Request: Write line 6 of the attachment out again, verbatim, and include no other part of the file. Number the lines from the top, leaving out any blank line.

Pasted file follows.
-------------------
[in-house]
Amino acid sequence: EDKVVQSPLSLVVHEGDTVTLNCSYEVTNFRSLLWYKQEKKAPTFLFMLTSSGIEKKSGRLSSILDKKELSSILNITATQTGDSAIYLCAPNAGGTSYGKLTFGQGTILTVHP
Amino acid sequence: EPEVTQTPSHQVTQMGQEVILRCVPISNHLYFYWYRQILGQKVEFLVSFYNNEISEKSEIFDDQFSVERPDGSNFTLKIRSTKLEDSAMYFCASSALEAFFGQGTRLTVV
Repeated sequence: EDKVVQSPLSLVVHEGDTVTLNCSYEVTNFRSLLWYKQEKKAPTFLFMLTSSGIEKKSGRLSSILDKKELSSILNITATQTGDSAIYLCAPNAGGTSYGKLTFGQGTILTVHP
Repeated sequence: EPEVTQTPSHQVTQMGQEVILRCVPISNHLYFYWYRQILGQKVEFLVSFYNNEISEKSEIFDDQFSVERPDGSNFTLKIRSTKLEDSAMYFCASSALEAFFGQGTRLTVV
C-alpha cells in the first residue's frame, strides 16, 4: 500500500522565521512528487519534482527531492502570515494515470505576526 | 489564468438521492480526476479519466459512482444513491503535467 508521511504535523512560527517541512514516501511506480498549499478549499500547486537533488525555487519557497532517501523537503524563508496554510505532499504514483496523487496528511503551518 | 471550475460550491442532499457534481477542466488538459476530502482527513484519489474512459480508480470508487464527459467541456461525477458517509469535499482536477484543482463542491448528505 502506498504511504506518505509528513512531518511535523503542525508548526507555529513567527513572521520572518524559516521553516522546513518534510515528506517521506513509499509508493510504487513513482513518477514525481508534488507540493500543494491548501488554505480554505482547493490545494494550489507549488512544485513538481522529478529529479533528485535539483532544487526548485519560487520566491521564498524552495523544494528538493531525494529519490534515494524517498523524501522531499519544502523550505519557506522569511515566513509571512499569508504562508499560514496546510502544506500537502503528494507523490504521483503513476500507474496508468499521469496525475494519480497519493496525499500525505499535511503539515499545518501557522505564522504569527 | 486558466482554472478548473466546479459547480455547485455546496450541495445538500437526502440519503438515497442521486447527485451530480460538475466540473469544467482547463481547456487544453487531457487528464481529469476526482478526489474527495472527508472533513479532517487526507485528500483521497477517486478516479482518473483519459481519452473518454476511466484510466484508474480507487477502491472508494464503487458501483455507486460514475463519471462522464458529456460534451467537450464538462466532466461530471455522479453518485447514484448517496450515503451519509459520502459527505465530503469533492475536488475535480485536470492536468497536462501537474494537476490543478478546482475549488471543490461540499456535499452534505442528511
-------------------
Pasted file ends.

C-alpha cells in the first residue's frame, strides 16, 4: 500500500522565521512528487519534482527531492502570515494515470505576526 | 489564468438521492480526476479519466459512482444513491503535467 508521511504535523512560527517541512514516501511506480498549499478549499500547486537533488525555487519557497532517501523537503524563508496554510505532499504514483496523487496528511503551518 | 471550475460550491442532499457534481477542466488538459476530502482527513484519489474512459480508480470508487464527459467541456461525477458517509469535499482536477484543482463542491448528505 502506498504511504506518505509528513512531518511535523503542525508548526507555529513567527513572521520572518524559516521553516522546513518534510515528506517521506513509499509508493510504487513513482513518477514525481508534488507540493500543494491548501488554505480554505482547493490545494494550489507549488512544485513538481522529478529529479533528485535539483532544487526548485519560487520566491521564498524552495523544494528538493531525494529519490534515494524517498523524501522531499519544502523550505519557506522569511515566513509571512499569508504562508499560514496546510502544506500537502503528494507523490504521483503513476500507474496508468499521469496525475494519480497519493496525499500525505499535511503539515499545518501557522505564522504569527 | 486558466482554472478548473466546479459547480455547485455546496450541495445538500437526502440519503438515497442521486447527485451530480460538475466540473469544467482547463481547456487544453487531457487528464481529469476526482478526489474527495472527508472533513479532517487526507485528500483521497477517486478516479482518473483519459481519452473518454476511466484510466484508474480507487477502491472508494464503487458501483455507486460514475463519471462522464458529456460534451467537450464538462466532466461530471455522479453518485447514484448517496450515503451519509459520502459527505465530503469533492475536488475535480485536470492536468497536462501537474494537476490543478478546482475549488471543490461540499456535499452534505442528511